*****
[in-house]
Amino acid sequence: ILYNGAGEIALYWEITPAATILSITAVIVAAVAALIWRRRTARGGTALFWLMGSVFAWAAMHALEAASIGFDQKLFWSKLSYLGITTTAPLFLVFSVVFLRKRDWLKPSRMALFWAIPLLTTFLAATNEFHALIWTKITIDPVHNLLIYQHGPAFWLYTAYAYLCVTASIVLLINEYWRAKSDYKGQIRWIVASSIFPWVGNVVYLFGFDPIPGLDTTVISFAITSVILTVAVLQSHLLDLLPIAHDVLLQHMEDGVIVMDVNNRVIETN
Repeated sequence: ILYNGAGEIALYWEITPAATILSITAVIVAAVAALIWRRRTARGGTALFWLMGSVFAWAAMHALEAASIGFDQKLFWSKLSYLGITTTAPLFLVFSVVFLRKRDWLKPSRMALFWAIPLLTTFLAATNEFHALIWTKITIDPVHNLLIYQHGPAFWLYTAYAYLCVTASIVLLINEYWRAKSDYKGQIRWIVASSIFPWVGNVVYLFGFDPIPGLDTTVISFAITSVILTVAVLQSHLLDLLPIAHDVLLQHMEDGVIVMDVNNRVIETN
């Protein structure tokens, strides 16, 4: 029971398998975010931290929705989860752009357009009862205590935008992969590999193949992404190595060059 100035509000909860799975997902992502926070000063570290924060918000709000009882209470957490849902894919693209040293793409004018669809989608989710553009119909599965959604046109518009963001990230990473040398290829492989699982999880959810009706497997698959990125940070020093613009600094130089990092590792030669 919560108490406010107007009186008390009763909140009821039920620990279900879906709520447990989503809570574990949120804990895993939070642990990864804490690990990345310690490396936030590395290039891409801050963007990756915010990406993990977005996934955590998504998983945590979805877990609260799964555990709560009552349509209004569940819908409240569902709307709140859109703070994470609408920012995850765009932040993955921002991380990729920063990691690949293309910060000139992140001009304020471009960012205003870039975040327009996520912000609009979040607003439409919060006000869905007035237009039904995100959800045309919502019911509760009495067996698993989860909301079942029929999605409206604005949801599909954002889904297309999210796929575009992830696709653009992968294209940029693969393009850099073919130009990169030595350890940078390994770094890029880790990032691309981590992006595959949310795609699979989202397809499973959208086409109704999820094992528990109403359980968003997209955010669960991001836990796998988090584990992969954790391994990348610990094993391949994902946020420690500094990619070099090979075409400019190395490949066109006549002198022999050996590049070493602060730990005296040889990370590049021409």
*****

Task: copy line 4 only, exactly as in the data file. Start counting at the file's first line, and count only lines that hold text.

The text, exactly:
């Protein structure tokens, strides 16, 4: 029971398998975010931290929705989860752009357009009862205590935008992969590999193949992404190595060059 100035509000909860799975997902992502926070000063570290924060918000709000009882209470957490849902894919693209040293793409004018669809989608989710553009119909599965959604046109518009963001990230990473040398290829492989699982999880959810009706497997698959990125940070020093613009600094130089990092590792030669 919560108490406010107007009186008390009763909140009821039920620990279900879906709520447990989503809570574990949120804990895993939070642990990864804490690990990345310690490396936030590395290039891409801050963007990756915010990406993990977005996934955590998504998983945590979805877990609260799964555990709560009552349509209004569940819908409240569902709307709140859109703070994470609408920012995850765009932040993955921002991380990729920063990691690949293309910060000139992140001009304020471009960012205003870039975040327009996520912000609009979040607003439409919060006000869905007035237009039904995100959800045309919502019911509760009495067996698993989860909301079942029929999605409206604005949801599909954002889904297309999210796929575009992830696709653009992968294209940029693969393009850099073919130009990169030595350890940078390994770094890029880790990032691309981590992006595959949310795609699979989202397809499973959208086409109704999820094992528990109403359980968003997209955010669960991001836990796998988090584990992969954790391994990348610990094993391949994902946020420690500094990619070099090979075409400019190395490949066109006549002198022999050996590049070493602060730990005296040889990370590049021409």